John Taylor Gatto, former New York City school teacher (30 years) and  school  teacher of the  year  tells us in his book, The Underground History of American Education: An Intimate Investigation into the Problem of Modern Schooling  — ” I had more than enough reason to think of our schools with their long term, cell-block- style forced confinement of both students and teachers, as virtual factories of childishness.  Is it possible that President Bush accidentally spoke the truth when he said we would ‘leave no child behind’?  Could it be that our schools are designed to make sure not one of them ever really grows up?”

    “Many well known Americans never went through the twelve year wringer our kids currently go through, and they turned out all right.  George Washington, Benjamin Franklin, Thomas Jefferson, Abraham Lincoln?  Someone taught them, to be sure, but they were not products of a school system, and not one of them was ever graduated from a secondary school.  Throughout most of American history, kids generally didn’t go to high school, yet the unschooled rose to be admirals, inventors, captains of industry, writers and scholars.”

    “H.L. Mencken, who wrote in The American Mercury – April 1924 that the aim of education is not – ‘to fill the young of the species with knowledge and awaken their intelligence.  Nothing could be further from the truth.  The aim is simply to reduce as man individuals as possible to the same level to breed and train a standardized citizenry, to put down dissent and originality'”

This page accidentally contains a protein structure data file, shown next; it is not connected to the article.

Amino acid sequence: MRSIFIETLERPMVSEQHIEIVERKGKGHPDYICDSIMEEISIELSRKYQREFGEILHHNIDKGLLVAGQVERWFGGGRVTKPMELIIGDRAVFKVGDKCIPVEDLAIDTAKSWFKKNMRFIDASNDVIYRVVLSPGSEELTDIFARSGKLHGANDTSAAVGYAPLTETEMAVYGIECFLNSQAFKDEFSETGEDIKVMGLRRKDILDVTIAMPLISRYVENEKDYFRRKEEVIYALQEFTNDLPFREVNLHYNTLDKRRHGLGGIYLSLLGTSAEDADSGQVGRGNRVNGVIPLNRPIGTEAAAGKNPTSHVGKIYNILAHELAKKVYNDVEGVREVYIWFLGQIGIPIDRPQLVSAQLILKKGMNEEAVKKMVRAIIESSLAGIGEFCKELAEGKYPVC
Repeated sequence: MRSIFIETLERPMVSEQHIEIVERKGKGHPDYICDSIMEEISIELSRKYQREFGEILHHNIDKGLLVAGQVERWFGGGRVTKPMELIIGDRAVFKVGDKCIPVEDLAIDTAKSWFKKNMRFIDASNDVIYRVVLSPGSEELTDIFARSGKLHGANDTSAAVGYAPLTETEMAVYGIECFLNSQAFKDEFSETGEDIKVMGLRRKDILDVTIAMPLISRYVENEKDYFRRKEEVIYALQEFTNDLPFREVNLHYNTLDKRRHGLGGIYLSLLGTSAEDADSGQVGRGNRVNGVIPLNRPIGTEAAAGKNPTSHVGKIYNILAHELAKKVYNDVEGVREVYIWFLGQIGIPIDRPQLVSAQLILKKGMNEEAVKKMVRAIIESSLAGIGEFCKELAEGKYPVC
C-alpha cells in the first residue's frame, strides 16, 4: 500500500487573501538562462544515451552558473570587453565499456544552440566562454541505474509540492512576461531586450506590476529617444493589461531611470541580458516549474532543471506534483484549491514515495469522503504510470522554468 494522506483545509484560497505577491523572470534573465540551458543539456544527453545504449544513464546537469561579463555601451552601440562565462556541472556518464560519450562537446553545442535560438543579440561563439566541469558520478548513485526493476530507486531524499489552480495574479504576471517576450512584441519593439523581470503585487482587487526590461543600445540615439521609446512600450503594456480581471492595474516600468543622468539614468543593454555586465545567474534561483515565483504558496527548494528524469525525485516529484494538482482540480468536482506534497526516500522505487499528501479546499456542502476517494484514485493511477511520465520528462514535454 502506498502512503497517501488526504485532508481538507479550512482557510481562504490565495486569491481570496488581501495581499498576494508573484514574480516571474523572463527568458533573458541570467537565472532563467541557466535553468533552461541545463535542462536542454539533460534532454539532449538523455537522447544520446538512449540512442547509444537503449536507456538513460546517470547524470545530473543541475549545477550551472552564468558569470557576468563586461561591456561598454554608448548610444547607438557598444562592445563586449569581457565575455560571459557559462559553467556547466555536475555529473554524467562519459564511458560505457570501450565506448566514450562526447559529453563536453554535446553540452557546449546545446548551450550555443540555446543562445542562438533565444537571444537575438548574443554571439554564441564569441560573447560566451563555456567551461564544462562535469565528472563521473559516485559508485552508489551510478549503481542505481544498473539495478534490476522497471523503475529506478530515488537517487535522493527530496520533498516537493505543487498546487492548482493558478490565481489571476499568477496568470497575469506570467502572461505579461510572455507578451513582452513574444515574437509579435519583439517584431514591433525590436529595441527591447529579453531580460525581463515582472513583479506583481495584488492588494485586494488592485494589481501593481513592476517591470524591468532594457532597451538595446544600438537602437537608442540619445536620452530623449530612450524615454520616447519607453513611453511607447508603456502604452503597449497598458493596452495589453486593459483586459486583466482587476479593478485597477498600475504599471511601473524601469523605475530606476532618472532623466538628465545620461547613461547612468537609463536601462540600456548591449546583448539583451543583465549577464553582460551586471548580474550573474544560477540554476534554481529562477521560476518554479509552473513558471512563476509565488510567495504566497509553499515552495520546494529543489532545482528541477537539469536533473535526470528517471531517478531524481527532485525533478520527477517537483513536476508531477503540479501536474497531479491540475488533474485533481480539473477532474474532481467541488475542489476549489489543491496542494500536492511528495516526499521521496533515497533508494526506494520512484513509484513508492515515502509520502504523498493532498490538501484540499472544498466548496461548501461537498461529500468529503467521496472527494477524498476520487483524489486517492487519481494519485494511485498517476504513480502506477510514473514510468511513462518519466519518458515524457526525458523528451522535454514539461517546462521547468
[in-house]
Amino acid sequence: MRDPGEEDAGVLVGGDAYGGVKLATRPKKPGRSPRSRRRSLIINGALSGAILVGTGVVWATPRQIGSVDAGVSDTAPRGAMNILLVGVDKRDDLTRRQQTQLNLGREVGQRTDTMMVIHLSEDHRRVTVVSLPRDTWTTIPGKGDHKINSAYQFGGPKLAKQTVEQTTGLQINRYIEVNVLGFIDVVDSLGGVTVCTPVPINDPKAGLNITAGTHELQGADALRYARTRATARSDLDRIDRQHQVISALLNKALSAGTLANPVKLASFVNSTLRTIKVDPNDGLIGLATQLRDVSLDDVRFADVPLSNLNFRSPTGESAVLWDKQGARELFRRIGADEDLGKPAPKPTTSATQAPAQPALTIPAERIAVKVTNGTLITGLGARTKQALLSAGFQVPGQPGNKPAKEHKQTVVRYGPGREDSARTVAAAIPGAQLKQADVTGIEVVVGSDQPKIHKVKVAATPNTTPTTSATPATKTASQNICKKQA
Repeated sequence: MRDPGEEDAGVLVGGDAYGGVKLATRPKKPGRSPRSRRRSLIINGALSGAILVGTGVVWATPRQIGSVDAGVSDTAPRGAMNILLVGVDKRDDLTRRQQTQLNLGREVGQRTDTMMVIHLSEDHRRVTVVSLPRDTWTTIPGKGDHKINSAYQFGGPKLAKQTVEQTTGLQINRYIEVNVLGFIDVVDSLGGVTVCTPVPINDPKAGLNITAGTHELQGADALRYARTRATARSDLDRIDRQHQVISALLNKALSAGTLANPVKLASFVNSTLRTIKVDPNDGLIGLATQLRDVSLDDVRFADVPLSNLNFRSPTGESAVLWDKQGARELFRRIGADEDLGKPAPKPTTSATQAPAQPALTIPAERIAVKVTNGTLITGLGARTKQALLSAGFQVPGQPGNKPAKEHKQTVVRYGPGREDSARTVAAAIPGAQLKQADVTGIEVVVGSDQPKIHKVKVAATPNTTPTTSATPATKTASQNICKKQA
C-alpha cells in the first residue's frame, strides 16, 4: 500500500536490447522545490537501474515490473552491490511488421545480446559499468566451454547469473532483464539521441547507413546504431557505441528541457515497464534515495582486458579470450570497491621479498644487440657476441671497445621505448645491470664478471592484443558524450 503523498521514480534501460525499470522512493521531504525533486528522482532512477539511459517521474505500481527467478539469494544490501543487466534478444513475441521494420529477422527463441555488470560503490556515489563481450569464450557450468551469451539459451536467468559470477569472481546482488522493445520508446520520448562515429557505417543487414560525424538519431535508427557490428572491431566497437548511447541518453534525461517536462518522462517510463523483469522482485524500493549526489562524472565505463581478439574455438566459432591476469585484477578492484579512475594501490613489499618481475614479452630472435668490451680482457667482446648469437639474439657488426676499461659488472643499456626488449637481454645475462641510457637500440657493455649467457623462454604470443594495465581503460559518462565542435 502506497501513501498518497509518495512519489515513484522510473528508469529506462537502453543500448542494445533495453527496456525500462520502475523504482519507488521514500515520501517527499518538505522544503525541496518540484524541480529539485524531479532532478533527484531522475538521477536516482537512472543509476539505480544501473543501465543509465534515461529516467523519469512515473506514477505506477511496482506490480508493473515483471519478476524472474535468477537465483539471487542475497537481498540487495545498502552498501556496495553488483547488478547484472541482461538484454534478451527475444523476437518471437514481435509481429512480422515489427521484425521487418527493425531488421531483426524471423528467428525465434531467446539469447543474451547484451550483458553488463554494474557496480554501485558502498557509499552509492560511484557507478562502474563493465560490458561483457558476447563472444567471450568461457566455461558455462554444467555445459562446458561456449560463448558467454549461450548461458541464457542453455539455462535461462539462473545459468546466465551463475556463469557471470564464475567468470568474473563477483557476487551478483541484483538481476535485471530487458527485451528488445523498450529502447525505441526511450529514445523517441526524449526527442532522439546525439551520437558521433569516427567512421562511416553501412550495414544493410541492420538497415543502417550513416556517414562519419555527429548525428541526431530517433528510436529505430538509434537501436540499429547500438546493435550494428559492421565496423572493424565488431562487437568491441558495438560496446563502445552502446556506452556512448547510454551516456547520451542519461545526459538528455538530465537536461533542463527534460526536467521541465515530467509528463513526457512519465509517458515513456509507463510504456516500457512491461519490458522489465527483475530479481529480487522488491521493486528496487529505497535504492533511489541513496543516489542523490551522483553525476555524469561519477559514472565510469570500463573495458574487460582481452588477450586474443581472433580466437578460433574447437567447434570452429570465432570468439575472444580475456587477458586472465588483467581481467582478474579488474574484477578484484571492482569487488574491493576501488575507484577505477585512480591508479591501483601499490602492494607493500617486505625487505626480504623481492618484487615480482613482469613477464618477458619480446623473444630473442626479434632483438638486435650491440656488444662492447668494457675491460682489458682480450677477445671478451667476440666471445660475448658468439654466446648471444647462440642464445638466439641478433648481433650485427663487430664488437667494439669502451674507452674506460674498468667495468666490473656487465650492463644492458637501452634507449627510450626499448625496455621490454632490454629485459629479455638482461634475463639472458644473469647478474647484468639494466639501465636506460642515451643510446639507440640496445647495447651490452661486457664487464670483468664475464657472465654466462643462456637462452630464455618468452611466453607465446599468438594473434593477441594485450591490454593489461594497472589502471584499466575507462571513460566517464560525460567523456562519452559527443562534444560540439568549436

“Alexander Inglis’s 1918 book, Principles of Secondary Education, makes it perfectly clear that compulsory schooling was to make a sort of surgical incision into the prospective unity of the underclasses.  Divide children by subject, by age, grading, by constant rankings on tests, and by many other more subtle means, and it was unlikely that the ignorant mass of mankind, separated in childhood, would ever re-integrate into a dangerous whole.  The integrating function.  This might be called ‘the conformity function’, because its intention is to make children as alike as possible.  People who conform are predictable, and this is of great use to those who wish to harness and manipulate a large labor force (or military force, JM) “

    “Once their social role has been ‘diagnosed’, children are sorted by role and trained so far as their destination in the social machine merits – and not one step further.  So much for making kids their personal best.  Schools are meant to tag the unfit – with poor grades, remedial placement and other punishment – clearly enough that their peers will accept them as inferior.